Opinions expressed on this site are solely the responsibility of the site's authors and any guest authors whose material is posted here. This site is not authorized or operated by Governor Palin, her staff, or any other candidate or committee.

Thursday, December 3, 2009

Sarah Palin: The Ethos of Ethics

Following is the complete transcript of Thomas Van Flein's post on Governor Palin's Facebook Notes page pertaining to frivolous ethics complaints:

When the Governor announced her decision to resign on July 3, she
pointed out the then 15 frivolous ethics complaints that had been filed
against her and dismissed. It was intended to explain, in part, her
decision to resign as well to educate the public about the abuse of the
Alaska Ethics Act through a repetitive stream of baseless partisan
accusations, each one seemingly more pointless and frivolous than the
next. The Governor’s message was not intended as an invitation to run
off half-cocked and file more baseless ethics complaints, but not
everyone understood that message—or wanted to understand. In August
2009, largely in response to the abuse of Alaska’s Ethics Act by
partisan shills and low level lackeys, the Attorney General issued an
opinion recommending changes to the Ethics Act ”to prevent another
potential harm—abuse of the process. Some Alaskans have argued that the
Ethics Act has been used inappropriately in some circumstances to
politically damage the subject of the complaint.” (August 5, 2009
Attorney General Opinion). That argument was asserted by the Anchorage
Daily News. “Our View: Abuse of Ethics Complaints Turns Good Law Into
Bad Politics,” Anchorage Daily News, May 3, 2009. The Attorney General
further recommended “another safeguard to discourage habitual complaint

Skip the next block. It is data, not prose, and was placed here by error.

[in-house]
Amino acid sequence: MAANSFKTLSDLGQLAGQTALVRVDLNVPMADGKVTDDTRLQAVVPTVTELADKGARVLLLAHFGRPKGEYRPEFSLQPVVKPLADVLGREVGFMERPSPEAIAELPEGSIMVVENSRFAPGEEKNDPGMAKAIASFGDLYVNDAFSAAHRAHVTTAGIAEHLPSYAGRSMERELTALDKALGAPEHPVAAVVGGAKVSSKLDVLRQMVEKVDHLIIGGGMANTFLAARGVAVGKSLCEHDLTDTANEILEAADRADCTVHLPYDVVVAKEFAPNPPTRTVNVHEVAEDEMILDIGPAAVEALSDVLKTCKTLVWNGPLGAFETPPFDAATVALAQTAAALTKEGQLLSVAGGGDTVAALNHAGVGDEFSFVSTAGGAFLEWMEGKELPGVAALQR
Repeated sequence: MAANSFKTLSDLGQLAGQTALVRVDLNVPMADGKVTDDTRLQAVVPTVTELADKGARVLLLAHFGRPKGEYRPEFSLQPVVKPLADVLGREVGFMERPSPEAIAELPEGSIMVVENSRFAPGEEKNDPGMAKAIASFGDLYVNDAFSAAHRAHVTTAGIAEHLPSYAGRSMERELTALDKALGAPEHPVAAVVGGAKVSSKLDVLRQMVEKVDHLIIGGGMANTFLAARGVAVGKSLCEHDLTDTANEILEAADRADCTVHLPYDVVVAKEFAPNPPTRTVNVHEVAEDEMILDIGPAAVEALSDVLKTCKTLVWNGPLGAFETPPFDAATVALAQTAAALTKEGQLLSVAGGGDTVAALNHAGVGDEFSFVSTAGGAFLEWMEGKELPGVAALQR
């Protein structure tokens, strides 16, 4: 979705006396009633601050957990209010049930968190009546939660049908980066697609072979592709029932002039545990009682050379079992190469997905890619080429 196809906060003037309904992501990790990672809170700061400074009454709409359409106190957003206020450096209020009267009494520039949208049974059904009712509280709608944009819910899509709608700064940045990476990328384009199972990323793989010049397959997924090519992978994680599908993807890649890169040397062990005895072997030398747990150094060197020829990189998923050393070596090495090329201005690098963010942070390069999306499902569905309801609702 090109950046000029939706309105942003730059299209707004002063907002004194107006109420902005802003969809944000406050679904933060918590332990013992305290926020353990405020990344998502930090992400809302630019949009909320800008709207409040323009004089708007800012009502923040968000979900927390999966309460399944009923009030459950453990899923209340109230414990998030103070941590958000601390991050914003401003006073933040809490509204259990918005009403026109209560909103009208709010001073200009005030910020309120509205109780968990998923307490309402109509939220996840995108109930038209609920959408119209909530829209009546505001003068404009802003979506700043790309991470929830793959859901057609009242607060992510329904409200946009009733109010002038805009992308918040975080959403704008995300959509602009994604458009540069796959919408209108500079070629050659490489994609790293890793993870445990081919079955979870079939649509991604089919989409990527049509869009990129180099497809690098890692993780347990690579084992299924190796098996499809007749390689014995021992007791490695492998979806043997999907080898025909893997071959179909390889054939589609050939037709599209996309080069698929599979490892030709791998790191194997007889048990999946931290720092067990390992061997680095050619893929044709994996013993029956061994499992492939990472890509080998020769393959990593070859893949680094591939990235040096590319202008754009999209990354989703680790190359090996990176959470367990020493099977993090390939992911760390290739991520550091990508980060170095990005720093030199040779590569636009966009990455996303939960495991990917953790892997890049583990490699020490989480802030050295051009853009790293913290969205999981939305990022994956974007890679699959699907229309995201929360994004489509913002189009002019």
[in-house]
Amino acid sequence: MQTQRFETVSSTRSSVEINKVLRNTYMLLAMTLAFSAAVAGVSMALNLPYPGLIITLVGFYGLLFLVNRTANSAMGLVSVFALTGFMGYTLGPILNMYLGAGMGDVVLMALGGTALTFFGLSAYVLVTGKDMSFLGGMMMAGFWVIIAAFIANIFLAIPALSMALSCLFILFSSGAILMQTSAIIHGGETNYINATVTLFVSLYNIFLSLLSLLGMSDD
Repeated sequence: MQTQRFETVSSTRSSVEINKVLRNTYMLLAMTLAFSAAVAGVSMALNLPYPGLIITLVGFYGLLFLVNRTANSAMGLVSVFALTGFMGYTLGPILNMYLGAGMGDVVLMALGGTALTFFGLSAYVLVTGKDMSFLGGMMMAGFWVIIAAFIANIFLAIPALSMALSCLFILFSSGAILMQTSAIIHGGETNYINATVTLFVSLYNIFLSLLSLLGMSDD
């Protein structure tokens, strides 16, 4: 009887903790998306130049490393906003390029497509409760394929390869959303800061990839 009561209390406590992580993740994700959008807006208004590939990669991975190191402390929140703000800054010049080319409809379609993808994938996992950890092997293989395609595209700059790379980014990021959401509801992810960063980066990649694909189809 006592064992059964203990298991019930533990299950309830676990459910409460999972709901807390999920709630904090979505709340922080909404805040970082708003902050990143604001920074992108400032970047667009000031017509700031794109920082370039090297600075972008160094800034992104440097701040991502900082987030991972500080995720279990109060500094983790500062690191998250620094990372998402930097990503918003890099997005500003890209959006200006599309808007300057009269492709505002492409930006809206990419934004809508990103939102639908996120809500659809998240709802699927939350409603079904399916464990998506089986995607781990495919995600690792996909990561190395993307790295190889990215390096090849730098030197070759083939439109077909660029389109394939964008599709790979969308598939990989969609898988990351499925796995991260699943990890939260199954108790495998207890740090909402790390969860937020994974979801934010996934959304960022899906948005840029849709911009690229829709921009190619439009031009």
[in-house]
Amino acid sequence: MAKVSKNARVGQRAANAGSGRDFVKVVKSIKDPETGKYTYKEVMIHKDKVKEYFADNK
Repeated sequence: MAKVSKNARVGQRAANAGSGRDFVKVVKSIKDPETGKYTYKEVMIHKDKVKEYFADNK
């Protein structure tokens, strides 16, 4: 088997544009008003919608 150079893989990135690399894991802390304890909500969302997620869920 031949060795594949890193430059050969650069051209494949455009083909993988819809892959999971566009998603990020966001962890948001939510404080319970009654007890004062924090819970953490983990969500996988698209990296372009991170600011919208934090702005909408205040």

filers who use the Ethics Act process to harass executive branch
employees. Statutory amendments could provide authority to the
personnel board to decline to process further complaints filed by a
person who has abused the Act in this way.” Though it is encouraging to
see an impartial evaluation of the problem, it is ultimately up to the
Legislature to implement any of these recommended changes. Governor
Palin has been subjected to 24 ethics complaints, several lawsuits, and
dozens and dozens of public information act requests, few of which
raised even a scintilla of a good faith issue, and most of which were
simply done to garner a headline or promote opposition research for
political gain (Van Flein, 2009, ¶1).

Recently we learned that two more ethics complaints against Governor Palin have been dismissed—complaints that were filed after
the Governor announced her plans to step down. One complaint asserted
that it was unethical for the state to follow its own per diem
regulations and pay per diem to the Governor as set forth by law. Of
course, the complainant conveniently overlooked that the Governor and
her family received less per diem than they were entitled to under
State law—why let such details stand in the way of an ethics complaint?
The other complaint that was dismissed asserted that the Governor,
through me, supposedly violated the constitution because we informed a
person who falsely implied that the Governor was “under investigation”
by the FBI, that such statements are defamatory. It is notable to watch
those who agitate on all things Palin—locally and even across the
Atlantic—as they Huff and puff falsehoods about Sarah Palin under the
guise of free speech, which brings us to a teachable moment. All too
often we hear about constitutional rights—as we should—but many forget
about constitutional responsibilities. As citizens we have both rights
and responsibilities. Though we have the right to exercise free speech,
we have the responsibility to exercise that right without defaming
people. I like the way our Alaska Constitution describes it: “Every
person may freely speak, write, and publish on all subjects, being
responsible for the abuse of that right.” Ak. Const. Art. I, Sec. 5.
The irony of filing an ethics complaint because of a reminder about the
constitutional parameters of free speech is no doubt lost on those
consumed by irrationality when it comes to Sarah Palin; but one does
not need an ethics law to know that positive political discourse
depends on a robust debate about facts and the policy implications
stemming from such facts. The nation is not helped by calumnious ad hominem attacks against Sarah Palin, matrilineal conspiracy theories, and aberrant notions of ethics (Van Flein, 2009, ¶2).

- Thomas Van Flein, Personal Attorney for Sarah Palin


Van Flein, T. (2009, December 3). The ethos of ethics. Facebook, Sarah Palin. Retrieved December 3, 2009 from: http://www.facebook.com/sarahpalin#/notes/sarah-palin/the-ethos-of-ethics/188537988434

No comments:

Post a Comment